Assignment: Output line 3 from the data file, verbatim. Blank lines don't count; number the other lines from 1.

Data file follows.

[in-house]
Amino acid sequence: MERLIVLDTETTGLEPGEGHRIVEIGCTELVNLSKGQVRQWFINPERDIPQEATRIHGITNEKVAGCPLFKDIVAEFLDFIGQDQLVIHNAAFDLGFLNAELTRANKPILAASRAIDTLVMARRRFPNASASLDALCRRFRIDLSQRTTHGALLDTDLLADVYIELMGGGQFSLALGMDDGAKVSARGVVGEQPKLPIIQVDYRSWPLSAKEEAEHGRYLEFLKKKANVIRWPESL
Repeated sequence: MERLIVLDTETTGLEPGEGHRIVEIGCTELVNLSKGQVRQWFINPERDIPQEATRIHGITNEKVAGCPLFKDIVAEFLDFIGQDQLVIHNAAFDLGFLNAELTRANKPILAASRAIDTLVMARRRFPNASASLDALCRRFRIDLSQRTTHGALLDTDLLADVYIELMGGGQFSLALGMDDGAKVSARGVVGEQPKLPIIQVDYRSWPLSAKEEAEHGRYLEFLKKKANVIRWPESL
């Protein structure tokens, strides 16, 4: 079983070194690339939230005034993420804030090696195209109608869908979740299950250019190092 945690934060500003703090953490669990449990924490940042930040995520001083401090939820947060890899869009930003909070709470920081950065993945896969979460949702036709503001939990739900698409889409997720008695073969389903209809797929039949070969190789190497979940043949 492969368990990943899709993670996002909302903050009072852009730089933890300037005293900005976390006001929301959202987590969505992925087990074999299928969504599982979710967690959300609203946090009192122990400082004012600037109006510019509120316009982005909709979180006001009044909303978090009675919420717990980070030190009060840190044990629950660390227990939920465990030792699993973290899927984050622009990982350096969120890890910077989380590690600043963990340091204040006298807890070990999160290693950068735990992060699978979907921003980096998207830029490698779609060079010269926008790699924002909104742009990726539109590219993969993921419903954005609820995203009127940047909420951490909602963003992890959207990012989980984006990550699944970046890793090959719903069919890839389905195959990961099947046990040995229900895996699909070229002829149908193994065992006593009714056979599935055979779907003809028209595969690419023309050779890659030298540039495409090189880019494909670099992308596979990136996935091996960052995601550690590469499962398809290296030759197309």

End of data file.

Repeated sequence: MERLIVLDTETTGLEPGEGHRIVEIGCTELVNLSKGQVRQWFINPERDIPQEATRIHGITNEKVAGCPLFKDIVAEFLDFIGQDQLVIHNAAFDLGFLNAELTRANKPILAASRAIDTLVMARRRFPNASASLDALCRRFRIDLSQRTTHGALLDTDLLADVYIELMGGGQFSLALGMDDGAKVSARGVVGEQPKLPIIQVDYRSWPLSAKEEAEHGRYLEFLKKKANVIRWPESL